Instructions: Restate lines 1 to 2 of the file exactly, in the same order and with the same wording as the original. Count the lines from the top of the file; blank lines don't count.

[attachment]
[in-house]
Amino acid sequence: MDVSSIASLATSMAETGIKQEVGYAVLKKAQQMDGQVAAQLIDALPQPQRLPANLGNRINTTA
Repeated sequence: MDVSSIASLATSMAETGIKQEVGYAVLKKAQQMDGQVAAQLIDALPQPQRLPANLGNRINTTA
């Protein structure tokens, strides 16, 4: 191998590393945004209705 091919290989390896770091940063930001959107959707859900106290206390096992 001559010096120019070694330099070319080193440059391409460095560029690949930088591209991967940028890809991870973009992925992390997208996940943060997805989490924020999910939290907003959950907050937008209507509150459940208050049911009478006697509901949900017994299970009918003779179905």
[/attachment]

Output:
[in-house]
Amino acid sequence: MDVSSIASLATSMAETGIKQEVGYAVLKKAQQMDGQVAAQLIDALPQPQRLPANLGNRINTTA